Meanwhile, the racialists carve another notch in their belts as Kate Smith is laid low.

The New York Yankees baseball team played a 1939 recording of Kate Smith's stirring rendition of Irving Berlin's "God Bless America" for 18 years during the 7th-inning stretch.  Similarly, the Philadelphia Flyers hockey club played Smith's paean to America before important games.  The song was a fan favorite and really got the stadiums rocking when it was played.

But Kate Smith lived in America before history began — a time before the civil rights movement changed America.  For racialists, American history began in the 1950s.  The time before that was the Dark Ages, and any history that happened needs to be disappeared down the rabbit hole.

The Yankees and Flyers were made aware (it's unclear by whom) that Kate Smith recorded some songs that no one would argue are not offensive and racist.  That is apparently enough to deep-six her rendition of "God Bless America" and erase Smith from history.

New York Post:

For 18 years, Yankee Stadium regularly used Kate Smith's 1939 recording of "God Bless America" in the middle of the seventh inning.  But they ditched it altogether this season, replacing Smith's rendition with different versions of the song.  Why?  As the Daily News learned, the Yankees were made aware of Smith's history of potential racism.

Smith was a famous singer before and during WWII who recorded the offensive jingle, "Pickaninny Heaven," which she directed at "colored children" who should fantasize about an amazing place with "great big watermelons," among other treats.  She shot a video for that song that takes place in an orphanage for black children, and much of the imagery is startlingly racist.  She also recorded, "That's Why Darkies Were Born," which included the lyrics, "Someone had to pick the cotton. ... That's why darkies were born."

Smith, who died in 1986, endorsed the "Mammy Doll" in 1939, which was based on a racist caricature of a black woman in the same vein as Aunt Jemima.  

The Flyers not only dropped the song, but dropped a black cloth over a statue of Kate Smith outside the arena where the hockey team plays.  The statue, dedicated to Smith in 1987, was an expression of just how much Flyers fans — and players — owed to Smith's rendition of the song.  It was as iconic a "fight song" for them as any in America. 

Are the songs racist?  Nauseatingly so.  But we live in an age where there is zero effort to judge a public figure on the totality of his life and not cherry pick faults and foibles that would — shockingly — make them more human.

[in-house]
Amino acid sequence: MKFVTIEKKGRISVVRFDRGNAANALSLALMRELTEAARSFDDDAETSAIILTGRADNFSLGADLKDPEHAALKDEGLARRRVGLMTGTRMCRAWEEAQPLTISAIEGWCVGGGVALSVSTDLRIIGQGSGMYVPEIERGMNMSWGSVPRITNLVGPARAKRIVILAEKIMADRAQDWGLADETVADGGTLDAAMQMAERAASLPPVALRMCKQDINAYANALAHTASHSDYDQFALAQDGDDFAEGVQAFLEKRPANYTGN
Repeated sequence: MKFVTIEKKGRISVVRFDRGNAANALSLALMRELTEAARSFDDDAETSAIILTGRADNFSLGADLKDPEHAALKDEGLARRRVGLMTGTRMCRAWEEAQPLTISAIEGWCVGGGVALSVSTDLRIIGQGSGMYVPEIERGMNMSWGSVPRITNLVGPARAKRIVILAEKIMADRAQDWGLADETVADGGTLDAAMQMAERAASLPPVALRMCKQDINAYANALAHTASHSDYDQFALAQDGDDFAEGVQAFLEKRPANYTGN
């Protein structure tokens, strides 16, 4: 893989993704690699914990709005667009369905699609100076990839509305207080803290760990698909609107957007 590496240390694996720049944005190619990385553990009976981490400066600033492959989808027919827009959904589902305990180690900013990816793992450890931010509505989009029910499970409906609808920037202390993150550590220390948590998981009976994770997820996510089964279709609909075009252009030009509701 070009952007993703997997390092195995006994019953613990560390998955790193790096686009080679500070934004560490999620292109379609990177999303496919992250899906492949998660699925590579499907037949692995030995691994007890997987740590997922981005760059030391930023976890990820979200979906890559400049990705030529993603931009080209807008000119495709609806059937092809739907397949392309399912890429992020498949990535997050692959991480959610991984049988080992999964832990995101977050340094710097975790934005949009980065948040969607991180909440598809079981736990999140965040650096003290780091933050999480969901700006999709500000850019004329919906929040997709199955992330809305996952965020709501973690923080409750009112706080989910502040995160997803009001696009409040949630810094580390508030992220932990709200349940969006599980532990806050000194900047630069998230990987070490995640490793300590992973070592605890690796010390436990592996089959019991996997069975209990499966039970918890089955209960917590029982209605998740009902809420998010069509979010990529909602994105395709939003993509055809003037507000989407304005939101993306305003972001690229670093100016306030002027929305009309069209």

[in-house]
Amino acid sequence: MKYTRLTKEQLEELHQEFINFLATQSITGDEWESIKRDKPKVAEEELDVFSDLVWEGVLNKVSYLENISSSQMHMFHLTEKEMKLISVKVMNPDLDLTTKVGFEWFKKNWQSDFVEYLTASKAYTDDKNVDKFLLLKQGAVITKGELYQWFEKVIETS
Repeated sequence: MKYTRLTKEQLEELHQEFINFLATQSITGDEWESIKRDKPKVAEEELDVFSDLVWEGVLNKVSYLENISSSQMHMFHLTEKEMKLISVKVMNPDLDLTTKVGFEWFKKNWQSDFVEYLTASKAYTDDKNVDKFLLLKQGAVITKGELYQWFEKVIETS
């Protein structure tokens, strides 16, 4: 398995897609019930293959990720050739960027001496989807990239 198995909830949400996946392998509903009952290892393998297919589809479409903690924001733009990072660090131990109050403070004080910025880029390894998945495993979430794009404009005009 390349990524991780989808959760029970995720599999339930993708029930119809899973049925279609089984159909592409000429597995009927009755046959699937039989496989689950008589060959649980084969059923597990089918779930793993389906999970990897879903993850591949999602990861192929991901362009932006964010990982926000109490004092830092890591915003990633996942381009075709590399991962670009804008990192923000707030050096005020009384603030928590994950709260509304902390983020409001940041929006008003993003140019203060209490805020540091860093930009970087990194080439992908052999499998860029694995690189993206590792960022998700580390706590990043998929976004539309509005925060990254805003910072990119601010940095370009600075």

Kate Smith raised huge amounts of money during World War II selling war bonds.  Does doing more than almost anyone else to defeat fascism count?  She traveled half a million miles in her lifetime to entertain and cheer up U.S. servicemen and women.  Do those good deeds even matter? 

To the racialist, no.  When you look at the entire world through the prism of race — and only race — you can pick and choose transgressions and sins from an American past where racism was casually and obscenely expressed.  It was a time when stereotypes were standard in popular culture. 

Kate Smith lived in this America.  She was a product of her surroundings.  There may have been some more enlightened folk who resisted the cultural stereotypes, but they were nearly invisible.  For Smith, I'm sure she saw herself as a tolerant person who didn't "hate" anyone.  Being in show business, she probably prided herself on having black friends.  But the times she lived in, her own personal beliefs, don't matter because she sang some songs with racist lyrics.

The racialist judges people from our history based on their attitudes — and ignorance — about race.  There is nothing to place on the scales when judging their lives other than how they viewed minorities.  Of course, this is moronic and myopic.  It is making stick figures of people from our past.

But that's the point, isn't it?  It is to diminish our national icons and American heroes that the racialists do this.  For those who respond like Pavlov's dog to the racist stimuli that could take an icon like Kate Smith and throw mud on her, the Yankees and Flyers are cowering.

Meanwhile, the racialists carve another notch in their belts as Kate Smith is laid low.